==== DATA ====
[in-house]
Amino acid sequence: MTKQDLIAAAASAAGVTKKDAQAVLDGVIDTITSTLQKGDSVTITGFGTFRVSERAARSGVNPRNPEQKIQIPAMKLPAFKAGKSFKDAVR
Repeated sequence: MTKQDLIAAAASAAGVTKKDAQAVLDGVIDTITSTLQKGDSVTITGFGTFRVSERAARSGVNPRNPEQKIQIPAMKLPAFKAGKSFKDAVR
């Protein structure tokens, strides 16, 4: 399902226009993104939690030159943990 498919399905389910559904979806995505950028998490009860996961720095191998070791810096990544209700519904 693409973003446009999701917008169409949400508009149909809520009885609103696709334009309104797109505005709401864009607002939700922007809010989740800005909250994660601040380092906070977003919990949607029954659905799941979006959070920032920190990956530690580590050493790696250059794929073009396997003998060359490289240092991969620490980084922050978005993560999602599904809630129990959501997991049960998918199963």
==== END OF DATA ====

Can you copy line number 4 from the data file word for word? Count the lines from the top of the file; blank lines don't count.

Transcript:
């Protein structure tokens, strides 16, 4: 399902226009993104939690030159943990 498919399905389910559904979806995505950028998490009860996961720095191998070791810096990544209700519904 693409973003446009999701917008169409949400508009149909809520009885609103696709334009309104797109505005709401864009607002939700922007809010989740800005909250994660601040380092906070977003919990949607029954659905799941979006959070920032920190990956530690580590050493790696250059794929073009396997003998060359490289240092991969620490980084922050978005993560999602599904809630129990959501997991049960998918199963």